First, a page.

Tuesday, May 5, 2020

Hereville: How Mirka Met a Meteorite review

Hereville: How Mirka Met a Meteorite
by Barry Deutsch

This wonderful middle-grade graphic novel continues the adventures of Mirka Herschberg,  an irrepressible 11-year-old Orthodox Jewish girl. Mirka, a bit of an imaginative tomboy, is frustrated with knitting and antsy for adventure and makes for the woods to meet up with a witch and a troll. The snarky arachnid troll nebbishly clutching a purse and umbrella, decides to summon a meteorite, which the witch promptly turns into a doppelganger of Mirka.

Mirka's double soon acquires the name Metty, and just as in any classic golem story, Mirka is dismayed when she finds herself an outsider in her own family as Metty takes over mealtimes, (leaving chores for Mirka) and even stealing her Sabbath. Challenging her to a duel, Mirka only wins via her siblings clever interpretation of the contract she and Metty had agreed to.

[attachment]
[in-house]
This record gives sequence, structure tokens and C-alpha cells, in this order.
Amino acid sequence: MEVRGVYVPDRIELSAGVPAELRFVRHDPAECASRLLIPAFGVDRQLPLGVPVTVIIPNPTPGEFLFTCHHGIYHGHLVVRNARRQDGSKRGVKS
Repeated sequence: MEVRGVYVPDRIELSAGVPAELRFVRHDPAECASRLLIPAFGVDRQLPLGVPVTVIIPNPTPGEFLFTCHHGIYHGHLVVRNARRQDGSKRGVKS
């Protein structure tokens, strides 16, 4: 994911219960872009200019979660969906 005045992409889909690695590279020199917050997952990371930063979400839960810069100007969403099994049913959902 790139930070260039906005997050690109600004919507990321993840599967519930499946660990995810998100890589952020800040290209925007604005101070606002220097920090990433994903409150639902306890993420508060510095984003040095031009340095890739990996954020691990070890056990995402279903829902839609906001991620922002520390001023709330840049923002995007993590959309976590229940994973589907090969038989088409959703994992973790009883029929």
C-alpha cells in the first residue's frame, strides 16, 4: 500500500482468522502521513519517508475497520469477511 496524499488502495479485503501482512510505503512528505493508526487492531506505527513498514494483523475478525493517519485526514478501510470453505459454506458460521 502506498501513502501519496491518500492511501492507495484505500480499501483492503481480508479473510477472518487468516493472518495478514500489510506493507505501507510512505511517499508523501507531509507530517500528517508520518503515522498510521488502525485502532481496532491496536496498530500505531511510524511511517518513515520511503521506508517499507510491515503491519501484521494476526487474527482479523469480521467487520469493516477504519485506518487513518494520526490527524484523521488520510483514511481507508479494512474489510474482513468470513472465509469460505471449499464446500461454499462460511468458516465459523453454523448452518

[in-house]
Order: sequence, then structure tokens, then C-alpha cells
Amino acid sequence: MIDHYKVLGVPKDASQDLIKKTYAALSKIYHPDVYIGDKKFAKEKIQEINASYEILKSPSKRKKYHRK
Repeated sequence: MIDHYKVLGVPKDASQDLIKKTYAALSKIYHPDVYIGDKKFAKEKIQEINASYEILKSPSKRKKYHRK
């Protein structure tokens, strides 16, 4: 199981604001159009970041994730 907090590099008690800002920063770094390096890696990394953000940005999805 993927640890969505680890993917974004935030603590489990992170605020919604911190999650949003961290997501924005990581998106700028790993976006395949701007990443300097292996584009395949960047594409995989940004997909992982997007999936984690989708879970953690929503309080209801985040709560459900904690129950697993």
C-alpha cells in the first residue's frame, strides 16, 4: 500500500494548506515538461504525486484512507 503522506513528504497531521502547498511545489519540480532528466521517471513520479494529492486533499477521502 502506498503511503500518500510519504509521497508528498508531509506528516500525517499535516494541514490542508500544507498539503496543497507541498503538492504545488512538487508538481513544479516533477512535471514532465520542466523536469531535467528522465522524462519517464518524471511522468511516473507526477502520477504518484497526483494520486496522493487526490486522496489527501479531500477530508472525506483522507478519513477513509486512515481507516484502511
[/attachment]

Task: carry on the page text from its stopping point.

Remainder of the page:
Peppered with Yiddishisms, and with lots of tiny, thoughtful details in the illustrations, this is a graphic novel that stands alone, or can be enjoyed as part of the series. Either way, you won't want to miss this one.

I received a free copy of this book from the publisher.

Monday, May 4, 2020

When You Were Everything review

Cleo and Layla have known each other since they were both twelve years old and have been the very best of friends. They are both girls of color, living in bustling New York City. Going into their junior year of high school, it seems they've had a major falling out. This is a nuanced young adult contemporary novel about what the aftermath of  an imploded friendship looks like.

There is a plethora of suspense as the story jolts forward in two time-lines, Then and Now, leaving readers to wonder how on Earth such a close and loving pair of friends managed to turn on each other so completely. What starts as a few small incidents showing that the two young women are slowly growing apart, quickly escalates into a death by a thousand cuts, as their friendship is tested by conflicts over cute boys and popular cliques of girls. As the story unfolds, one betrayal after another is revealed, eventually laying bare all of the gory details of the kind of online bullying Queen Bee mean girls are capable of. Cleo is truly a sympathetic narrator, even as she gradually admits to herself how controlling and difficult a friend she has been.  Fans of Angie Thomas or Jacqueline Woodson and anyone who's ever been a friend, or lost a friend needs to read this book.


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